Little North

Familiar Places
(April)

Little North, a Nordic group with stellar output, is at its core a piano-bass-drums trio, but they have tricks up their sleeves. They’re charming without having to be bombastic, contemporaneous without being derivative.

Album opener “Running Down The Park” immediately evinces a sound like Aaron Parks, but that’s exactly what they’re going for, in the same way “Spotting Salamanders” will definitely make you think of Tigran Hamasyan. It’s proof these young players have good taste, chameleonic talent and voices of their own, but it also tugs at the heartstrings to see the canon of the genre play out by literally hearing influences of the time. Even Benjamin Jacobsen’s humming on “Huntress” while his brother Lasse is grooving along feels just like the hardest grinds Ivo Neame made alongside Anton Eger in Phronesis.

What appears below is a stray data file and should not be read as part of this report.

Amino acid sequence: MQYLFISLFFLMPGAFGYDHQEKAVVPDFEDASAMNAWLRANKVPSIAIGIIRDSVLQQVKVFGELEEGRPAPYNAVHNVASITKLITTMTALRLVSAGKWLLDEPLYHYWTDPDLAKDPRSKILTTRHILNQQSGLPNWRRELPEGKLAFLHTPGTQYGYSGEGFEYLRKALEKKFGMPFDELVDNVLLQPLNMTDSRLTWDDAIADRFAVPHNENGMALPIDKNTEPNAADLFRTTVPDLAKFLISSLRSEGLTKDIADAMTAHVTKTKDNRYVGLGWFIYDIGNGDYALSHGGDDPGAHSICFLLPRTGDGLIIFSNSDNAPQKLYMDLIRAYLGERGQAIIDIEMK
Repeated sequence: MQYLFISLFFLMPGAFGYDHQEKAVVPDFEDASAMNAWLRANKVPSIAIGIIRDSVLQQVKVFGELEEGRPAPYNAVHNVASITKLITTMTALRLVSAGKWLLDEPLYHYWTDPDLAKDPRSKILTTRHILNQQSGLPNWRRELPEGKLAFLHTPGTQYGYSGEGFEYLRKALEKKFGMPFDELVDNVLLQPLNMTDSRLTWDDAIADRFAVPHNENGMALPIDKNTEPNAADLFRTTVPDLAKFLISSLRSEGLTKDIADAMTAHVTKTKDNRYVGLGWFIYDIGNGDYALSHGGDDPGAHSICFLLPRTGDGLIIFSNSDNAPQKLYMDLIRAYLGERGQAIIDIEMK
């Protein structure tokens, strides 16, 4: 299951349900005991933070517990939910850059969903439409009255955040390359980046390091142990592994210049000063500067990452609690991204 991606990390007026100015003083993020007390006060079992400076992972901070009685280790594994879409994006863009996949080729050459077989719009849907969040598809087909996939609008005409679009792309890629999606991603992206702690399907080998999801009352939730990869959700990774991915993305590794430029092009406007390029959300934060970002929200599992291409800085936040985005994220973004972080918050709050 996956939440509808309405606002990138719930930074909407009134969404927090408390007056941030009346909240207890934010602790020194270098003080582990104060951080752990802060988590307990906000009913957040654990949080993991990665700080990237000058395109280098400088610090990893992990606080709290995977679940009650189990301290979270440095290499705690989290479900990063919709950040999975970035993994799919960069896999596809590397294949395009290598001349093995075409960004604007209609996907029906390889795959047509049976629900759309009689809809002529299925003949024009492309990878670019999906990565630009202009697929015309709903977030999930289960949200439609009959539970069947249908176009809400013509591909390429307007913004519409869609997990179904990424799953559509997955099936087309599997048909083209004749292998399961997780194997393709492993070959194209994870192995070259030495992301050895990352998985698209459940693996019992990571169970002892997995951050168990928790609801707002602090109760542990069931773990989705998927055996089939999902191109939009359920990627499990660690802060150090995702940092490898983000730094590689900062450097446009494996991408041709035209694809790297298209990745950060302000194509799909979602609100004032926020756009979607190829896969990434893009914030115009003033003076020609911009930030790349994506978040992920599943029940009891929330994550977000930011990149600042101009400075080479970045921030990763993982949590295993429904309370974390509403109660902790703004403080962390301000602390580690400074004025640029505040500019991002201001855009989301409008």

Benjamin Jacobsen’s hypnotizing piano entrances lay the ground for Kasper Tranberg’s not-so-subliminal messages to still make their resounding impact on “Calystegia.” “Einar” is a simple but deceptively gritty ballad thanks to Lasse Jacobsen’s brushes on the kit. Martin Brunbjerg Rasmussen’s bass on closer “Ind i det Azurblå” is his chance to shine, providing the soul in their answer to the song and group’s question of what exactly is Nordic in their music.

Familiar Places is Little North’s fourth album in six years, further defining and investigating a sound all their own based on twisting everything around them.



On Sale Now
December 2022
Kenny Barron
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